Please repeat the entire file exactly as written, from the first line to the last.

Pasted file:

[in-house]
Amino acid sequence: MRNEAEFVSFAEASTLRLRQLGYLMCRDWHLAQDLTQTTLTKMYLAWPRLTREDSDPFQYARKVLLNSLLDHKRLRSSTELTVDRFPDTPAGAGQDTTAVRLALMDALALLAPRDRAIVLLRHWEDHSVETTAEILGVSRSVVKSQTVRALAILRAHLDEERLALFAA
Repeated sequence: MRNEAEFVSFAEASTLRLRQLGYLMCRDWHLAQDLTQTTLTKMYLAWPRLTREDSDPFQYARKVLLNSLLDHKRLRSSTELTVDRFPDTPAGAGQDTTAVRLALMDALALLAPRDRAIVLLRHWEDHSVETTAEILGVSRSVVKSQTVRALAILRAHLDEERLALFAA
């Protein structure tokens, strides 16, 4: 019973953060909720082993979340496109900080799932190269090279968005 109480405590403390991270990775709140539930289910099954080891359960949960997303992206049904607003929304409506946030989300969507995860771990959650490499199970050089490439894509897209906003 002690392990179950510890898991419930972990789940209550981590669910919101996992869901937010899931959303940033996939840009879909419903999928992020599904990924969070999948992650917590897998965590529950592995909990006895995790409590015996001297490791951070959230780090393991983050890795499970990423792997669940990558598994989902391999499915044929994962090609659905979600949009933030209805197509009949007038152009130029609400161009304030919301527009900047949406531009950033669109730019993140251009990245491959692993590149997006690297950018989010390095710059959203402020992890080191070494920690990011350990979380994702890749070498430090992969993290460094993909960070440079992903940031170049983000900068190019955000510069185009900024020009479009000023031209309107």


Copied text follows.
[in-house]
Amino acid sequence: MRNEAEFVSFAEASTLRLRQLGYLMCRDWHLAQDLTQTTLTKMYLAWPRLTREDSDPFQYARKVLLNSLLDHKRLRSSTELTVDRFPDTPAGAGQDTTAVRLALMDALALLAPRDRAIVLLRHWEDHSVETTAEILGVSRSVVKSQTVRALAILRAHLDEERLALFAA
Repeated sequence: MRNEAEFVSFAEASTLRLRQLGYLMCRDWHLAQDLTQTTLTKMYLAWPRLTREDSDPFQYARKVLLNSLLDHKRLRSSTELTVDRFPDTPAGAGQDTTAVRLALMDALALLAPRDRAIVLLRHWEDHSVETTAEILGVSRSVVKSQTVRALAILRAHLDEERLALFAA
């Protein structure tokens, strides 16, 4: 019973953060909720082993979340496109900080799932190269090279968005 109480405590403390991270990775709140539930289910099954080891359960949960997303992206049904607003929304409506946030989300969507995860771990959650490499199970050089490439894509897209906003 002690392990179950510890898991419930972990789940209550981590669910919101996992869901937010899931959303940033996939840009879909419903999928992020599904990924969070999948992650917590897998965590529950592995909990006895995790409590015996001297490791951070959230780090393991983050890795499970990423792997669940990558598994989902391999499915044929994962090609659905979600949009933030209805197509009949007038152009130029609400161009304030919301527009900047949406531009950033669109730019993140251009990245491959692993590149997006690297950018989010390095710059959203402020992890080191070494920690990011350990979380994702890749070498430090992969993290460094993909960070440079992903940031170049983000900068190019955000510069185009900024020009479009000023031209309107």